The Cold War cast an acute shadow over life in Barrow and the fear of imminent nuclear war was a theme that constantly crept into the diaries. In June 1950, on hearing that Britain had sent troops to Korea, Nella recorded that she and a friend “talked so sadly of the news, both with a sick feeling that anything will happen, (…) recalling half forgotten memories of our war work together or air raids, blackouts, shortages.” Nella had been a leading member of her local Women’s Volunteer Service during the war, and with the threat of further warfare and destruction hanging over them, the WVS became very active again, requiring volunteers to undergo a full training course to prepare them in case of war. Many of the women grumbled about having to do training drills with gas masks again; Nella and her friends were older now and still exhausted from the recent war. None of them were prepared to give up though, despite their protestations; the diaries evoke the sense of purpose and companionship that the WVS gave her and her fellow volunteers. For women like her who had been housewives before the war, and afterwards again, the WVS was an important link to a wider world beyond family and home. Even as they recounted the terror and exhaustion of the war years to each other, they reminisced about the work they did together – running the canteen, organising meetings and talks, assisting veterans – and the sense of solidarity it gave them.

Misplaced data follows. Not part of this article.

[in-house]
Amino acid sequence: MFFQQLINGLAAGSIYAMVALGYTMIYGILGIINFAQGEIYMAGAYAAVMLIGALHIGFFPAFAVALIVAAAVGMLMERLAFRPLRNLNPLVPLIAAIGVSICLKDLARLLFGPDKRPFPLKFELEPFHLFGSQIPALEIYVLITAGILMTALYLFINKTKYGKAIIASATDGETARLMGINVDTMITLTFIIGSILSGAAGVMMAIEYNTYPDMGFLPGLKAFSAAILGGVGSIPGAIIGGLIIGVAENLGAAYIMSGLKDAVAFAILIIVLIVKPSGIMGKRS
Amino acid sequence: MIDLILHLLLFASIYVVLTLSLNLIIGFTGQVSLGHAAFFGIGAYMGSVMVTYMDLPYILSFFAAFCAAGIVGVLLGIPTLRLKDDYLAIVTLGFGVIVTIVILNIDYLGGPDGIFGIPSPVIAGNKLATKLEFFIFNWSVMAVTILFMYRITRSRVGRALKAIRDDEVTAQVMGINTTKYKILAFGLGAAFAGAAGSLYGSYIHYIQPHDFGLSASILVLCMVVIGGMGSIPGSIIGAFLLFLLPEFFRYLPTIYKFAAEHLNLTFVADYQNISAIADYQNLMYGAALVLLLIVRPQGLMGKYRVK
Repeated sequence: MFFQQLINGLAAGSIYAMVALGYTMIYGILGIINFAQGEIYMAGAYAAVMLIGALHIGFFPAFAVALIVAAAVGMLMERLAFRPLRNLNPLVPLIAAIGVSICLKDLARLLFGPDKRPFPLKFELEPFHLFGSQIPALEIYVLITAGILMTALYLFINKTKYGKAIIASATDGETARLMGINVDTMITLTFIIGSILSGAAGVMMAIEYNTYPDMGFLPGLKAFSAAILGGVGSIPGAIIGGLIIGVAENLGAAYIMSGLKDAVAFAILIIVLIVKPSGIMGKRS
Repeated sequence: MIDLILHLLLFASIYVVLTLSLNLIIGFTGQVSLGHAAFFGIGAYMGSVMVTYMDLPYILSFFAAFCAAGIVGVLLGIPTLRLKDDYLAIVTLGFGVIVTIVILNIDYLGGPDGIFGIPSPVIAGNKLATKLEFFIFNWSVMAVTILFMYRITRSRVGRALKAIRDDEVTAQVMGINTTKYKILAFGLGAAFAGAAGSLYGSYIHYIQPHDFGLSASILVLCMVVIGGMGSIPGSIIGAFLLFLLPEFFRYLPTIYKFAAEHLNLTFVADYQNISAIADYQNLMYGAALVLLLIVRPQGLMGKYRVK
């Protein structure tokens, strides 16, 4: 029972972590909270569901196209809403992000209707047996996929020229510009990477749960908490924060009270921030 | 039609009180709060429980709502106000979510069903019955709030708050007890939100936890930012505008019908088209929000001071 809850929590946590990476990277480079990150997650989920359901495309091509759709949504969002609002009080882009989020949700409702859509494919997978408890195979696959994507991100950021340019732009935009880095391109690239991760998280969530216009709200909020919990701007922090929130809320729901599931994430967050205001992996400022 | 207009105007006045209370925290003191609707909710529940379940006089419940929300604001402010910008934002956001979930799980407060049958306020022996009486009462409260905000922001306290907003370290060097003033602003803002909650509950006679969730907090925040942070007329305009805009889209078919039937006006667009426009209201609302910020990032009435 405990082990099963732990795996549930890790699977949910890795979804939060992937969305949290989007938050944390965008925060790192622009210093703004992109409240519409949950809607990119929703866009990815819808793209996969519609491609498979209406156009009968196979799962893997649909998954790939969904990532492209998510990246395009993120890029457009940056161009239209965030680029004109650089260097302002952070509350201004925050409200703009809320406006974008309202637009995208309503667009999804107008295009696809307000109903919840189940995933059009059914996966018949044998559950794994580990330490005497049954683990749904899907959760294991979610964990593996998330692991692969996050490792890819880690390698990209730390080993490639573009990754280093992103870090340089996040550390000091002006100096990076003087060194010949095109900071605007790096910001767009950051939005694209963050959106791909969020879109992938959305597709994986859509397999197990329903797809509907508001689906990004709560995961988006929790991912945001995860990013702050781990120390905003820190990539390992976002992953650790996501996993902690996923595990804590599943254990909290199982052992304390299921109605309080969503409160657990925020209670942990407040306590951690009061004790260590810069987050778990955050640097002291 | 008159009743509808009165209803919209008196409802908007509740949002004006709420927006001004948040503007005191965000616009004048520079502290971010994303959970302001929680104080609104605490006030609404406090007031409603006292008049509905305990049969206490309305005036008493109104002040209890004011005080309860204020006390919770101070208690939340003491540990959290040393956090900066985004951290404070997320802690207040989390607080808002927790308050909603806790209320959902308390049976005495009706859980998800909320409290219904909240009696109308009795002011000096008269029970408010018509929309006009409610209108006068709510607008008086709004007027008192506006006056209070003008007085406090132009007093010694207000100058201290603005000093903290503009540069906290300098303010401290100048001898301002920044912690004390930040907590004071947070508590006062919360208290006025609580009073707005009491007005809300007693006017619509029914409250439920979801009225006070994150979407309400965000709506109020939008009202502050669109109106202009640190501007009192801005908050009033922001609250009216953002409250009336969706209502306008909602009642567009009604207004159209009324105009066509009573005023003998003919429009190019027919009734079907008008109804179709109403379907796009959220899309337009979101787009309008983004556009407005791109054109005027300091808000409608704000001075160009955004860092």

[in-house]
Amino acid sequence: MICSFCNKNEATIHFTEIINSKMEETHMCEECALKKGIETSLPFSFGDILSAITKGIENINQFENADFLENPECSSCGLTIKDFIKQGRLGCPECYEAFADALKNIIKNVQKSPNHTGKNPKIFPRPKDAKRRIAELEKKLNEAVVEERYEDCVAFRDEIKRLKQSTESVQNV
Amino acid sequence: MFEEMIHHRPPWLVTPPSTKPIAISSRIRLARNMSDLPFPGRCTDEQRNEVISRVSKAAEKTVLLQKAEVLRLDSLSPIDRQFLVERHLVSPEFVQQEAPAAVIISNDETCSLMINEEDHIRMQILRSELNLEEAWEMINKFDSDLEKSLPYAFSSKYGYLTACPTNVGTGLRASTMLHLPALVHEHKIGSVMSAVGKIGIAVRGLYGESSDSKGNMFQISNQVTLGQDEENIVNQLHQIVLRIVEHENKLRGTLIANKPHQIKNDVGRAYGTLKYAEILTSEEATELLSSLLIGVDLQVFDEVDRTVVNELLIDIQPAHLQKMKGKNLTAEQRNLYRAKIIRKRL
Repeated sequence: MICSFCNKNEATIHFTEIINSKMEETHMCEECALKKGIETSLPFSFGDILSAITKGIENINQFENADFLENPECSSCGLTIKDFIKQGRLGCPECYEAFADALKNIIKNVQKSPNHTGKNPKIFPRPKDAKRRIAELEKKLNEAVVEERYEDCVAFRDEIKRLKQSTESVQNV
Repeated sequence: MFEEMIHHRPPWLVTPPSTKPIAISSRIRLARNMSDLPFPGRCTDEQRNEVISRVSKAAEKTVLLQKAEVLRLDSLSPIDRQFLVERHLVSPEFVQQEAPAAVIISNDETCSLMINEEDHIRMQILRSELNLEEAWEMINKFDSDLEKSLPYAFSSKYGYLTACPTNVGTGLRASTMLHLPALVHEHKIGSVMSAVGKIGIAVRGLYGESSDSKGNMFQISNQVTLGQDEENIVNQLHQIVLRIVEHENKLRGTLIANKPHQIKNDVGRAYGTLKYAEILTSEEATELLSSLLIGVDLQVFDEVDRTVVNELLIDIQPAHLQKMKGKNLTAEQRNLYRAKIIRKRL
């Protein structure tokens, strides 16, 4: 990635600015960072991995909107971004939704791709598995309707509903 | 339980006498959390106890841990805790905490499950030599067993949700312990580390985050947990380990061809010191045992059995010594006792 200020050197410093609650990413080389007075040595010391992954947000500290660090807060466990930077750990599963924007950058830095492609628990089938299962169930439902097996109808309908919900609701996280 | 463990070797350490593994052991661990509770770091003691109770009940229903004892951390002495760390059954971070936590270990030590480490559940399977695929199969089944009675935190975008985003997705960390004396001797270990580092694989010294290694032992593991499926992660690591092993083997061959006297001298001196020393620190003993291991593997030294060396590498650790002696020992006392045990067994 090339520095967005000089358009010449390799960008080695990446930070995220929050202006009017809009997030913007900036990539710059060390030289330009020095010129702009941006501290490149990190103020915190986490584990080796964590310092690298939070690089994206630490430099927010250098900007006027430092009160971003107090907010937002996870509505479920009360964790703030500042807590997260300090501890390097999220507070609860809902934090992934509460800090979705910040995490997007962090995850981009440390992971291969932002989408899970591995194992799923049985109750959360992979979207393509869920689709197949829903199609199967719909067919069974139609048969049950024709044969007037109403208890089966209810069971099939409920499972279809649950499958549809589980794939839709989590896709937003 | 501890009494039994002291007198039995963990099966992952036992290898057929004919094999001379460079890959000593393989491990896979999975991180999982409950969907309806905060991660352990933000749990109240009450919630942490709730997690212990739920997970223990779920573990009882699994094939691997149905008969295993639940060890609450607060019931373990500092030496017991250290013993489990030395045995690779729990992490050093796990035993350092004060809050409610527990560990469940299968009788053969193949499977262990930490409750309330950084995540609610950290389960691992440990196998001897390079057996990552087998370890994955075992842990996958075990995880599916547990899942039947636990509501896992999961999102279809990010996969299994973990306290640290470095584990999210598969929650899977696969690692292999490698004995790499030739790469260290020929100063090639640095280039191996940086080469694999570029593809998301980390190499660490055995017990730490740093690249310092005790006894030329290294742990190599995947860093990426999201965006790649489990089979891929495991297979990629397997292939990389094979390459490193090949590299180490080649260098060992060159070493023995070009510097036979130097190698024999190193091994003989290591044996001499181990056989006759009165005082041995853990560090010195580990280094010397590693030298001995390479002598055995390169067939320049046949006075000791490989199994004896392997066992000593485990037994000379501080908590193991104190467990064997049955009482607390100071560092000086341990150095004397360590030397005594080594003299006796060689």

Now in her 60s, Nella’s world had contracted considerably by the time she was writing these final published diaries; her adult sons had both moved away to Belfast and Australia and her time and thoughts were absorbed more and more by her husband and his health worries. She was by this stage at a remove from a world that was on the cusp of some very dramatic social changes, but her diaries still give a sense of the unease she felt at seeing the world changing before her eyes. She didn’t understand the big fuss about television and rarely watched it. Sometimes this was manifested in the smallest and most mundane of observations; in typical grumpy old lady fashion, she remarked on how people now hung out their clothes to dry on Sundays, not caring about the Sabbath.

In Nella’s ease at blending day-to-day cares with her observations about the volatile world she lived in – from politics and war to fashion and 1950s youth – she manages to illustrate how national and global concerns are always interweaved with the mundane, the everyday and the individual. Particularly for a period like the 1950s where on the surface it might seem like nothing much is happening, looking at sources like these reveal the ferment of activity beneath the surface. Everyday life, it should become clear, was never ordinary.

This entry was posted in Books, Film and television, History and tagged , , . Bookmark the permalink.

2 Responses to One eye on posterity and one eye on the neighbours: watching oneself in the 1950s

  1. kellyhignett says:

    Great post!

  2. Justin N says:

    Considering the difficult times, what an act of kindness from the shop keeper to give her replacement eggs.